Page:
Thursday, June 15, 2006


Quite a lot of my IT degree is excruciatingly boring to me: programming, computer architecture, discrete mathematics. Oh-my-god-kill-me-now kind of stuff.

Some of it, however, I do find truly fascinating; usually anything to do with web-design, and/or user interfaces and experience. We did some stuff last year on designing websites that are accessible for people with disabilities, and not just vision impairment: you also need to consider, for example, those with motor-control problems, who might not necessarily be able to use a traditional keyboard or mouse to navigate around the web. And what about people who can have seizures because of photosensitivity? That flashing ad on the front-page of your site could cause some serious issues. There's a long and detailed checklist put together by the W3C that covers all of these kinds of things.

So right now I'm finding this Office User Interface blog particularly interesting. Jensen Harris, the author, is part of the Microsoft team working on the user interface for the new version of Office, which is due to be released soon, and he details the processes etc. that they're going through in refining the user interface. There's a great post on how they tried to remove the feature that allows you to double-click the top-left hand corner of windows programs to close them, a legacy from Windows 3.1. Turns out that it's really hard to 'retrain' people who 'grew-up' with feature to start using the right-hand X button to close a program. So the feature remains. It's cool to be able to see the level of thought and consideration that goes into seemingly tiny details like this when designing the interface for such a popular program.

Also intriguing is his discussion of the new Office feature 'contextual spelling'. You'll still have the red and green squiggles under bad grammar and spelling, but in 2007 there'll also be a blue line, which will indicate that while the word that you've used might be spelt correctly, it might not be the right one for the situation. So it'll pick up a sentence like "This is one battle I'm not willing to loose", and suggest that you use 'lose' instead. I can imagine this being crazily, incredibly useful.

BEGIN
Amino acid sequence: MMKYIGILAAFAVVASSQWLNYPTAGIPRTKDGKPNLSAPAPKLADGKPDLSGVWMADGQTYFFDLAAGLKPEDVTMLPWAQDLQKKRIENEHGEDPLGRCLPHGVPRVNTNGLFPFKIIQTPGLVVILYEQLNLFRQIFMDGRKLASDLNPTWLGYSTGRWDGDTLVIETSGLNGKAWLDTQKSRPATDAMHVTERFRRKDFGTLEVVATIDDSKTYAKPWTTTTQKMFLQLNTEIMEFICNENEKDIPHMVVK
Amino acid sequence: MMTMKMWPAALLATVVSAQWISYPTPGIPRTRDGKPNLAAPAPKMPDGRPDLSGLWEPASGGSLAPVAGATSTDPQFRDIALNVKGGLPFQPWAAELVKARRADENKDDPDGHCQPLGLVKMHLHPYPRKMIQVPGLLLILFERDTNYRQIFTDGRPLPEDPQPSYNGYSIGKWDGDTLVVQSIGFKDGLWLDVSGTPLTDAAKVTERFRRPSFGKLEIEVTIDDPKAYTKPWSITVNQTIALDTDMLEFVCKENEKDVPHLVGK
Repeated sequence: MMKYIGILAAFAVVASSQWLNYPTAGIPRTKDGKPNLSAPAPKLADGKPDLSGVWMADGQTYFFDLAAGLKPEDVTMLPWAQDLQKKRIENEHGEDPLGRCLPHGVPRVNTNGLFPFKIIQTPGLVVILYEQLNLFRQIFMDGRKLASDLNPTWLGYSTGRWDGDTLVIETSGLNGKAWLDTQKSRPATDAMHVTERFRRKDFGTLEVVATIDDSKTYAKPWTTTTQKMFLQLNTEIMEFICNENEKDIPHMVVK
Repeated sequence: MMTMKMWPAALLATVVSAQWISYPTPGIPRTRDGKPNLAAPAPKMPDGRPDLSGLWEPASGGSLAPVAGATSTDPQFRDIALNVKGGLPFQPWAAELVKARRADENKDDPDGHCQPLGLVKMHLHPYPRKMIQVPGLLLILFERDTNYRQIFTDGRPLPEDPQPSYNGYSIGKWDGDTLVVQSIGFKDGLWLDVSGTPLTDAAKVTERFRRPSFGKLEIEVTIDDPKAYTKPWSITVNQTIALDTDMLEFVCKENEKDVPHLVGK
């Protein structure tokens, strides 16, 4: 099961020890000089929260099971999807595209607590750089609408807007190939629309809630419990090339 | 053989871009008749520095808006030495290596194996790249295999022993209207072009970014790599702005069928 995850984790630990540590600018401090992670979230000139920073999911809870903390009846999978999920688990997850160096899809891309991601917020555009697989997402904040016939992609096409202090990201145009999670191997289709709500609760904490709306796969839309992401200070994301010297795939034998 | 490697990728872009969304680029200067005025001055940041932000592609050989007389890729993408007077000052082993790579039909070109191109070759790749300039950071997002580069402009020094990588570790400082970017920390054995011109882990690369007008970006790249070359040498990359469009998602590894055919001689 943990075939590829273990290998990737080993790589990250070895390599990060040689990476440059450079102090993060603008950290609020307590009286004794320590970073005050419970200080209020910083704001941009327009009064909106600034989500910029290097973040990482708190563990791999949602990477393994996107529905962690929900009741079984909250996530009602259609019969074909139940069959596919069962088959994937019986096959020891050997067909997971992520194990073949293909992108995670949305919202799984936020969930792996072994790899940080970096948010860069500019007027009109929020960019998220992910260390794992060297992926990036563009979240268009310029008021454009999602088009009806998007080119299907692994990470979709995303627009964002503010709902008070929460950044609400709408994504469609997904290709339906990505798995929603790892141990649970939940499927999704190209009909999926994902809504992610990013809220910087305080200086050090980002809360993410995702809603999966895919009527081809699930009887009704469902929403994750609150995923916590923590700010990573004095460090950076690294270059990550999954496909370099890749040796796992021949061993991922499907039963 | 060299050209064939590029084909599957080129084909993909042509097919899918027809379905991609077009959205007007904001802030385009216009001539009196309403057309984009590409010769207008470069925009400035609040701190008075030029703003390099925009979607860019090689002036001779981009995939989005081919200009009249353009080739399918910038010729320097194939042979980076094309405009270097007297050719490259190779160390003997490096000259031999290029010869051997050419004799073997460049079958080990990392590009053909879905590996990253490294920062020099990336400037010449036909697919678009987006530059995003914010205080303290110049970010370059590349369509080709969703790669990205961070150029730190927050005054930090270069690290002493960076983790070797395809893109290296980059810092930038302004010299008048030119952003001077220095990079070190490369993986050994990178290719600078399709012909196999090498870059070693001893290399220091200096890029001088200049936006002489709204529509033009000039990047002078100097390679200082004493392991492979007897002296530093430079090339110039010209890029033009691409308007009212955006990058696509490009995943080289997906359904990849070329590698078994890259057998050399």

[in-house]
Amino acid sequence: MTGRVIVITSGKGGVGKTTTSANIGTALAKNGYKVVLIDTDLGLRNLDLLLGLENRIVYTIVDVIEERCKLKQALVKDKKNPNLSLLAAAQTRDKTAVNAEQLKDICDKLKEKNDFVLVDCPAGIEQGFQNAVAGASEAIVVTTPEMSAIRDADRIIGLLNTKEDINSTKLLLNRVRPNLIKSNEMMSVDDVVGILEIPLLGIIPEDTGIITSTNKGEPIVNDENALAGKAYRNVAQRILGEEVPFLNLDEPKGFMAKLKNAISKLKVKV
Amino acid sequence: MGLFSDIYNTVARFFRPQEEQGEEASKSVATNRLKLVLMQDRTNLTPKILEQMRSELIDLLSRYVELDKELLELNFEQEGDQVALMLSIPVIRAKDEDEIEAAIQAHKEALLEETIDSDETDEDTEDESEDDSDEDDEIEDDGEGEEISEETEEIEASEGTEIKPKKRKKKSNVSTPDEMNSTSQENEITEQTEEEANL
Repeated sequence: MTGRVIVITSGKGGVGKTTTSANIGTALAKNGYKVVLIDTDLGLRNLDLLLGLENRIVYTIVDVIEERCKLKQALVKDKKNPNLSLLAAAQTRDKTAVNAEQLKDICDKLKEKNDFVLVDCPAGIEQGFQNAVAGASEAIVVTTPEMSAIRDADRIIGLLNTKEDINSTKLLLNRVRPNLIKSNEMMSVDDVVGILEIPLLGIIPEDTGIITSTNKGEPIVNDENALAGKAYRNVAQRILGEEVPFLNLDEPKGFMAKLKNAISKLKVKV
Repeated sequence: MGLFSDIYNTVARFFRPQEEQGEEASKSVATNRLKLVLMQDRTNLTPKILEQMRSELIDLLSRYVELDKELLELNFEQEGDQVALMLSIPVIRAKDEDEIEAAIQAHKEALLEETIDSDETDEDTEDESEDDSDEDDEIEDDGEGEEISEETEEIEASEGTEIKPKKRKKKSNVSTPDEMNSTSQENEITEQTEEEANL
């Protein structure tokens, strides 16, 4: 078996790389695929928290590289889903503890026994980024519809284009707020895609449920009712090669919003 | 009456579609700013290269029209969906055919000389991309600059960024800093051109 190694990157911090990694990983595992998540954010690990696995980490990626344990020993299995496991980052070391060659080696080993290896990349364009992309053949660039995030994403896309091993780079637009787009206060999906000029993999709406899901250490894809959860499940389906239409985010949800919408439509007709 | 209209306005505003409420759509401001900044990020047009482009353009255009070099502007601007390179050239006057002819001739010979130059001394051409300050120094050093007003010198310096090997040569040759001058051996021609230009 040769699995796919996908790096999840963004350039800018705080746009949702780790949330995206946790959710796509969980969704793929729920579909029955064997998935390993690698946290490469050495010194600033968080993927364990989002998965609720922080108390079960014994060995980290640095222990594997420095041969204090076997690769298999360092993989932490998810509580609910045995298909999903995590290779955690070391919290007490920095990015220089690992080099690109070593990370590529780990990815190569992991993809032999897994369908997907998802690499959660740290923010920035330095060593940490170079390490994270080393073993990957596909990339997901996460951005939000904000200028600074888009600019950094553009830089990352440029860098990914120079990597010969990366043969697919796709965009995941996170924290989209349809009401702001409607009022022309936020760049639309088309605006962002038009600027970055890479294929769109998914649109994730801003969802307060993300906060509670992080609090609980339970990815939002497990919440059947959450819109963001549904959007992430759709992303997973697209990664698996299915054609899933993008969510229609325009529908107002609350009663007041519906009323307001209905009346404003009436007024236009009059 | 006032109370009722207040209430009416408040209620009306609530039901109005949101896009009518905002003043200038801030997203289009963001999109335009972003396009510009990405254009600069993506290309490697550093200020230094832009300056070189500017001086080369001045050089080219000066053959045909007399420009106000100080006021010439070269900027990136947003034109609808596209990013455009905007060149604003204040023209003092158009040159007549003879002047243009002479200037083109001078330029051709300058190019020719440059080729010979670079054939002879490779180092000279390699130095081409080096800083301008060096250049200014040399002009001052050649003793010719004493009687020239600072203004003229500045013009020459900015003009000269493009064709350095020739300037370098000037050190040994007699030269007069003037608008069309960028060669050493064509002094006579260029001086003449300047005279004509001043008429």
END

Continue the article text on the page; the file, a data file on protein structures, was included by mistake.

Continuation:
And just to finish up my discussion of my new-found obsession with everything Office 2007 related: apparently the reign of Times New Roman as the default font-of-choice is about to come to an end. The default font in Office 2007 will not be good old Times, but a new one called Calibri. You can see samples of Calibri, as well as other new fonts which'll be introduced, in this article.

I'm not ashamed to say that I am ridiculously excited about the new edition of Office. I love Office, particularly Word, and I can't stand people who rubbish it simply because it's a Microsoft product. Office works, and as I've learned various features and keyboard shortcuts over the years, I've got pretty efficient in using it. Bring on Office 2007, I say!

1 comment:

matthewonlocation said...

Sing it to me sister...Uh huh!

I don't quite know where that came from.

Firstly, I have to say, that I really enjoyed this post. I am not sure why. I just did

Secondly, I completely agree with your comment about rubbishing Office simply because it is Microsoft. I have tried other wordprocessing products and none have ever matched the brilliance of Word. As a person who follows the stockmarket. I find that Excel fits my everyday needs with ease. Powerpoint, although I don't like using the concept of powerpoint, is easy to navigate and only marginally wastes my time.

I, however, am not looking forward to the release of Office 2007. I am equally not looking forward to the release of the next Windows (Vista). The is mostly due the harsh reality that the products I enjoy so much using and have gotten comfortable with are going to the superseded.